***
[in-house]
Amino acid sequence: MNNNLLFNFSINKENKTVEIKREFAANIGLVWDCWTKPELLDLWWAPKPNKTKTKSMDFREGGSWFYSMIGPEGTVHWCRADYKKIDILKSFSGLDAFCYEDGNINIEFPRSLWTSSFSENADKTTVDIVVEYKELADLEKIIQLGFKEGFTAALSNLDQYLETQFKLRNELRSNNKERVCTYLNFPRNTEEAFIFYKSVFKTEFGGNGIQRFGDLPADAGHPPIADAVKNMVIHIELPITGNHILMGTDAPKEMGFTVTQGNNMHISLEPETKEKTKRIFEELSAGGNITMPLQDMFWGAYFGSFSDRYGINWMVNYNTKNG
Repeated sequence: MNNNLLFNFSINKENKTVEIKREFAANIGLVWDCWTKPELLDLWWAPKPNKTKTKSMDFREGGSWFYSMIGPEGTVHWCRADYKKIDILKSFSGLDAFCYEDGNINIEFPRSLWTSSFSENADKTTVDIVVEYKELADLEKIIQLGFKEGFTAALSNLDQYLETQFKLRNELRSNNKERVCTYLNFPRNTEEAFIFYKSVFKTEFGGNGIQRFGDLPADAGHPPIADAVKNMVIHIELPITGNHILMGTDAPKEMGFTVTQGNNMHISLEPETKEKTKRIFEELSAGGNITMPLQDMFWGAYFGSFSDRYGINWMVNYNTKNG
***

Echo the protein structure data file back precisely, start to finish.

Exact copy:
[in-house]
Amino acid sequence: MNNNLLFNFSINKENKTVEIKREFAANIGLVWDCWTKPELLDLWWAPKPNKTKTKSMDFREGGSWFYSMIGPEGTVHWCRADYKKIDILKSFSGLDAFCYEDGNINIEFPRSLWTSSFSENADKTTVDIVVEYKELADLEKIIQLGFKEGFTAALSNLDQYLETQFKLRNELRSNNKERVCTYLNFPRNTEEAFIFYKSVFKTEFGGNGIQRFGDLPADAGHPPIADAVKNMVIHIELPITGNHILMGTDAPKEMGFTVTQGNNMHISLEPETKEKTKRIFEELSAGGNITMPLQDMFWGAYFGSFSDRYGINWMVNYNTKNG
Repeated sequence: MNNNLLFNFSINKENKTVEIKREFAANIGLVWDCWTKPELLDLWWAPKPNKTKTKSMDFREGGSWFYSMIGPEGTVHWCRADYKKIDILKSFSGLDAFCYEDGNINIEFPRSLWTSSFSENADKTTVDIVVEYKELADLEKIIQLGFKEGFTAALSNLDQYLETQFKLRNELRSNNKERVCTYLNFPRNTEEAFIFYKSVFKTEFGGNGIQRFGDLPADAGHPPIADAVKNMVIHIELPITGNHILMGTDAPKEMGFTVTQGNNMHISLEPETKEKTKRIFEELSAGGNITMPLQDMFWGAYFGSFSDRYGINWMVNYNTKNG